Do We Want Community Churches?

There is a sense in which every church should be a community church. No church, or congregation. should be isolated from the community in which it exists. Every church should be a city “set on a hill” whose light cannot be hid. It should reach out into the community to bring the message of redemption to those who lead Christless lives.

More than that, every church should welcome to its membership all who accept the gospel message and are willing to be instructed in the fundamentals of that gospel; who are ready to indicate their agreement with its teachings and to submit to its discipline.


A community church, in the sense in which that term is generally understood today, is quite a different organization from the one just described. It denotes a church which has no particular denominational affiliation and no definite creed, and which is ready to receive as members all who claim to be Christians and who are ready in some formal way to signify their desire for affiliation and to actually become members.

We should add that the term “community church” sometimes has a wider connotation. There are churches which call themselves by that name even though they do have denominational affiliation and a specific creed but which at the same time make the terms of membership so general that all who hold to some form of the evangelical faith, whether Reformed, Lutheran, Methodist, or Baptist, are permitted to join.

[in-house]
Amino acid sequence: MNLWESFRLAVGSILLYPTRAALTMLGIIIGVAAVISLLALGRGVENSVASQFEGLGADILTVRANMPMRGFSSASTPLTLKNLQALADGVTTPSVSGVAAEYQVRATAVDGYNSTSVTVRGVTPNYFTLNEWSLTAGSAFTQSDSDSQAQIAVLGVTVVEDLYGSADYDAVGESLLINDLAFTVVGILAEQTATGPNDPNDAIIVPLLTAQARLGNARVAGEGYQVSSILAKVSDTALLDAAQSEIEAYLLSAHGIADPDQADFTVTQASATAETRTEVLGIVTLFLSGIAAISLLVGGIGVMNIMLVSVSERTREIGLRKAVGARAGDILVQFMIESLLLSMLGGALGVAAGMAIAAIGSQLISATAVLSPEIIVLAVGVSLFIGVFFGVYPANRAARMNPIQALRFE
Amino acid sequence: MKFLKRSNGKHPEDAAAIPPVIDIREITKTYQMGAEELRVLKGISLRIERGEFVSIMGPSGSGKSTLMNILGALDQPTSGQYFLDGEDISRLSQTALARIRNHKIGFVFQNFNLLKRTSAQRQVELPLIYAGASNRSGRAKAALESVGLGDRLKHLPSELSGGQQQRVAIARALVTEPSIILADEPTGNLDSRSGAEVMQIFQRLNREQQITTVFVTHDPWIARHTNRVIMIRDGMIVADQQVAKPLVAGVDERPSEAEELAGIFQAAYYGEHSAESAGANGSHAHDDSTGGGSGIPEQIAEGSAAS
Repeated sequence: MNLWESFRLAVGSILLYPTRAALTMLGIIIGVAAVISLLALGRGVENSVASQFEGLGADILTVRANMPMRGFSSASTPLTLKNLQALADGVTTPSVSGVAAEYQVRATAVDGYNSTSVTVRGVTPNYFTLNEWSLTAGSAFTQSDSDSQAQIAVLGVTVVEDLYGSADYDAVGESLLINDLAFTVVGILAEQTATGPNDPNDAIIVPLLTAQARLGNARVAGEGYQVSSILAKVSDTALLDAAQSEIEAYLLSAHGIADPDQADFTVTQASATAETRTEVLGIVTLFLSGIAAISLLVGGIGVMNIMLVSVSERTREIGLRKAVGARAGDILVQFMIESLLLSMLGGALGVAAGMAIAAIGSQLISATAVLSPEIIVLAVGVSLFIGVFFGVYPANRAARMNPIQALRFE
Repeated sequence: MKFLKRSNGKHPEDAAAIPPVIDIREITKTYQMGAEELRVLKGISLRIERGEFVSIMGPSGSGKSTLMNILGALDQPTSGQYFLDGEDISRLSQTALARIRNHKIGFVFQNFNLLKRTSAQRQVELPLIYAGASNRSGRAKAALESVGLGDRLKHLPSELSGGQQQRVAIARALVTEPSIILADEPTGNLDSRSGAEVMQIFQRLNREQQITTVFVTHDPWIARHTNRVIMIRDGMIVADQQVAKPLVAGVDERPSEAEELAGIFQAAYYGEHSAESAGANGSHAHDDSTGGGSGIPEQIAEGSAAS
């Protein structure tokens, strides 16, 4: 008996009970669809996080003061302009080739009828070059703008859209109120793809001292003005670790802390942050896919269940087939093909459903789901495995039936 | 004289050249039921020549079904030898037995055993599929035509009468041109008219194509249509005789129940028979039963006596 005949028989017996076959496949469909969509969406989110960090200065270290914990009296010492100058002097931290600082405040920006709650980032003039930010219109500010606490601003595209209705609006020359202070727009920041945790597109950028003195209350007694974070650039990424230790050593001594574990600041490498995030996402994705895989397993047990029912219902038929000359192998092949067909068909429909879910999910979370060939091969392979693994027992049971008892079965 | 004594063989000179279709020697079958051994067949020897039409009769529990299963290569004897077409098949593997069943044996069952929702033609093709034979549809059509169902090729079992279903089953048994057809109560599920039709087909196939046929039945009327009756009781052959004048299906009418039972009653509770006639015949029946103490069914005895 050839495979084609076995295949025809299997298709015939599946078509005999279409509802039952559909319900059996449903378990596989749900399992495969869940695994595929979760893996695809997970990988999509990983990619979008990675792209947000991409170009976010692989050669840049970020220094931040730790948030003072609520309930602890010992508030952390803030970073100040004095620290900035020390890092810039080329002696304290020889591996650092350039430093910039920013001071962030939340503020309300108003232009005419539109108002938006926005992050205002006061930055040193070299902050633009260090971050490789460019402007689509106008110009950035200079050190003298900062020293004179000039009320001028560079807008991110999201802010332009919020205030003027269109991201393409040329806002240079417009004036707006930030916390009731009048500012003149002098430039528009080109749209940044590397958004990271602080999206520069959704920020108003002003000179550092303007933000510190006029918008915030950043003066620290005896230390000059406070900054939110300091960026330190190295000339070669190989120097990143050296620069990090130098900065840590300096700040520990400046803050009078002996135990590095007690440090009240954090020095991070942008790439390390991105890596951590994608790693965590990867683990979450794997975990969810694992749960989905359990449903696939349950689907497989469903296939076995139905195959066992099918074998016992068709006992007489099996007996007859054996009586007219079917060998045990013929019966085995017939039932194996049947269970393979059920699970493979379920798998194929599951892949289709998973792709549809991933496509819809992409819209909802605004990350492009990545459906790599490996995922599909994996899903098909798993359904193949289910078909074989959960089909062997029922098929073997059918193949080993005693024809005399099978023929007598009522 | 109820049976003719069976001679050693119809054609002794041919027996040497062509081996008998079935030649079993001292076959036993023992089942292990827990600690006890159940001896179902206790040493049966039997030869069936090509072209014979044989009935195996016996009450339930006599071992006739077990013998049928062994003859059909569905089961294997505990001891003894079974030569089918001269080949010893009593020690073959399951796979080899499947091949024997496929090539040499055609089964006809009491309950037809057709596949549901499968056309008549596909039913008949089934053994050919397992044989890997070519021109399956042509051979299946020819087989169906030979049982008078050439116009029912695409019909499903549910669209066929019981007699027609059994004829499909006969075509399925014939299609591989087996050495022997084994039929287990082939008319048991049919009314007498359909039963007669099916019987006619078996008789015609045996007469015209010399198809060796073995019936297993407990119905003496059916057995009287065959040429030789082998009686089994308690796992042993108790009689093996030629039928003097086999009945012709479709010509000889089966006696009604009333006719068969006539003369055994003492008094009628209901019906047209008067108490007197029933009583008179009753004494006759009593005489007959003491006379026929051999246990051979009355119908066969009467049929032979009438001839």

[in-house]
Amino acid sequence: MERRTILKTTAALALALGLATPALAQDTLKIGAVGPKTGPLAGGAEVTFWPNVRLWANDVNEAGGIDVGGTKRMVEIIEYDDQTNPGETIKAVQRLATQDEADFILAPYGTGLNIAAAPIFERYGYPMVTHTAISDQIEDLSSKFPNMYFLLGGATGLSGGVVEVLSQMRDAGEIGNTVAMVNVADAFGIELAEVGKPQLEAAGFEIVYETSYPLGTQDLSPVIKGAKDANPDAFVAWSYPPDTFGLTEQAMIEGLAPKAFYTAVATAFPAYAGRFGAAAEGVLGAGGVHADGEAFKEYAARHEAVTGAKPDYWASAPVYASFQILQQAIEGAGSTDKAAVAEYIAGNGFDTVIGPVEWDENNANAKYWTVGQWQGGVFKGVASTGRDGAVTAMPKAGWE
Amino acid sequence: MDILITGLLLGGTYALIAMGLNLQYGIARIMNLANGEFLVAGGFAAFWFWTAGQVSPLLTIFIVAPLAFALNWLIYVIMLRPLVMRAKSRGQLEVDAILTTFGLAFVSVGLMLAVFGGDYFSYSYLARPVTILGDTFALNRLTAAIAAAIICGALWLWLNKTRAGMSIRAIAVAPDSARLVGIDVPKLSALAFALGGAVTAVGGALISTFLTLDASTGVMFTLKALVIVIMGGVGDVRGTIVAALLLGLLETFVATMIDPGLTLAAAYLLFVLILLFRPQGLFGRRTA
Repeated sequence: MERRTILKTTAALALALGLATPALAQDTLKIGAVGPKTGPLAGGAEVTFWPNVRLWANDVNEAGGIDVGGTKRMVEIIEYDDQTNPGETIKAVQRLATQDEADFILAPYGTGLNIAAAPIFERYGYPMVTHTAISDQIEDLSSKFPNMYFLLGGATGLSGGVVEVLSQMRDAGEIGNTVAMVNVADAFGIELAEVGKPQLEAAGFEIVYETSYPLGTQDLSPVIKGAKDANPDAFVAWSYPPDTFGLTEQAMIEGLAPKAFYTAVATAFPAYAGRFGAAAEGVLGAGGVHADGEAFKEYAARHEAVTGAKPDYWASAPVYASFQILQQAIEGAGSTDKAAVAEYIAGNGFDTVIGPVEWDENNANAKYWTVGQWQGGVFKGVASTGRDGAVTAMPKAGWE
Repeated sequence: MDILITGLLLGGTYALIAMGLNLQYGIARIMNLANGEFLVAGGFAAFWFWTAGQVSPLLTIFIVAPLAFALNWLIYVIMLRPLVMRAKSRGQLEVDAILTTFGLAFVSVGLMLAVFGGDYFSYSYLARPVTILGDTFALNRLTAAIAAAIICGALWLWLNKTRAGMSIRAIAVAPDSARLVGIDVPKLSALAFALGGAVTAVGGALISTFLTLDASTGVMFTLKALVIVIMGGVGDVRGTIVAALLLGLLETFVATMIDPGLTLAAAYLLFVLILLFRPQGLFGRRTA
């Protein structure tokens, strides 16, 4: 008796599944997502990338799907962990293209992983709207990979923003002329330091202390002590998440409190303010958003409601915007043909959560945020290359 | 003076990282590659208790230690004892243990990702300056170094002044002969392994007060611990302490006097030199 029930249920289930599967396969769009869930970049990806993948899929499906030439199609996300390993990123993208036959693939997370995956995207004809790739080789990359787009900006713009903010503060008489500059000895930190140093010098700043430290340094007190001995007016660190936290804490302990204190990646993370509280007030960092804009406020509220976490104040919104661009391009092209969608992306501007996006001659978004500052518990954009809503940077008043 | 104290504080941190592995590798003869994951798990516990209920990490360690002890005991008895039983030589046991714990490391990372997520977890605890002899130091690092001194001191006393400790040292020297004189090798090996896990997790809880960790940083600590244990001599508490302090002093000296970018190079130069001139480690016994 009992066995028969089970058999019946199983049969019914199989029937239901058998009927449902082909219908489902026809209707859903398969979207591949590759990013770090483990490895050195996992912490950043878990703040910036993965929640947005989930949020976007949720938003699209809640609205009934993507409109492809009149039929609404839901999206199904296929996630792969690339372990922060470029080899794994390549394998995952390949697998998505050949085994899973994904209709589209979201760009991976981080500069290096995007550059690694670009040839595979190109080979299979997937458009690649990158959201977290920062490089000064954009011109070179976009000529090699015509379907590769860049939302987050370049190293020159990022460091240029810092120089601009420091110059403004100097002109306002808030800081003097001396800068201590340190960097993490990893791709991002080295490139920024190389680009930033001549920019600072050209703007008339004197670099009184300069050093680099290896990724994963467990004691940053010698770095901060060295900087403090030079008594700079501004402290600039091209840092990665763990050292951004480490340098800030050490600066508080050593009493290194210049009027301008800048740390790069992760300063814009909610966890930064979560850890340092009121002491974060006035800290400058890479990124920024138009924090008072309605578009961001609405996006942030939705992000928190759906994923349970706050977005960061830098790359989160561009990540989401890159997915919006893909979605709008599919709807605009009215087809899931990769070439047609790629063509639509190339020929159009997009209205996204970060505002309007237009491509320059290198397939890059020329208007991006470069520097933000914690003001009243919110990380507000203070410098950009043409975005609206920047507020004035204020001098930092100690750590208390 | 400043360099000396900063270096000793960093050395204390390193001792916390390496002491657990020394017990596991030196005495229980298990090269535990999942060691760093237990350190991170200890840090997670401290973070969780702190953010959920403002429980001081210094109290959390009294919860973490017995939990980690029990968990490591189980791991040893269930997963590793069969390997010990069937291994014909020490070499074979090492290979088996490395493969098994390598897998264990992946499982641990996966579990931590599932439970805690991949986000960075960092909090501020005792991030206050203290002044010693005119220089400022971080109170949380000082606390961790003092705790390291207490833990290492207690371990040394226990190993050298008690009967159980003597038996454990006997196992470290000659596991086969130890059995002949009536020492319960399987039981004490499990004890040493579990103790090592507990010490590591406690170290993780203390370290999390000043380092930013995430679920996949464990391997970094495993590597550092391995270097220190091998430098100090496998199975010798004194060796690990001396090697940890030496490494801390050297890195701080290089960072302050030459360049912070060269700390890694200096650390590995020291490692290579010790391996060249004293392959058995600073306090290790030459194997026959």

Such community churches are numerous especially in new neighborhoods, particularly where no Single denomination is represented by more than a very few individuals or families.

It stands to reason that this type of organization, especially in new and fluid communities, has decided practical advantages over strictly denominational organizations. Yet there are very serious objections to the community church idea.

First of all, there is a doctrinal objection. The Church of Jesus Christ is not a service club, or merely an organization to satisfy the “religious aspirations” of people. According to I Timothy 3:15, the Church of the living God is “the pillar and ground of the truth.” Its mission is to preach the truth, teach and expound it, confess it, and defend it against all error. And by the “truth” of which Paul here speaks is meant all the truth as revealed in the Bible. The fellowship of the members of the church is one of love but such a love as is rooted in a common loyalty to Him who is the truth and the life.

It follows that the Church must require of its members a confession of adherence to the truth and at the same time recognize its calling to build up those members in the knowledge and love of the truth. If it fails to let the light of the gospel shine in all its clarity, if its trumpet gives forth an uncertain sound, it cannot satisfy the spiritual hunger of its members, nor will it be an effective agency for the conversion of sinners.

The typical community church, with its diluted gospel and its half-baked messages, can never meet the spiritual needs of its members. For such a church will fail to present the great themes of the gospel, the basic tenets of the Christian faith, for fear that this will provoke disagreement and contention within its own bosom. For that reason it is bound to disappoint its best members who want it to strike a spiritual note and to bring a rich as well as distinctive message.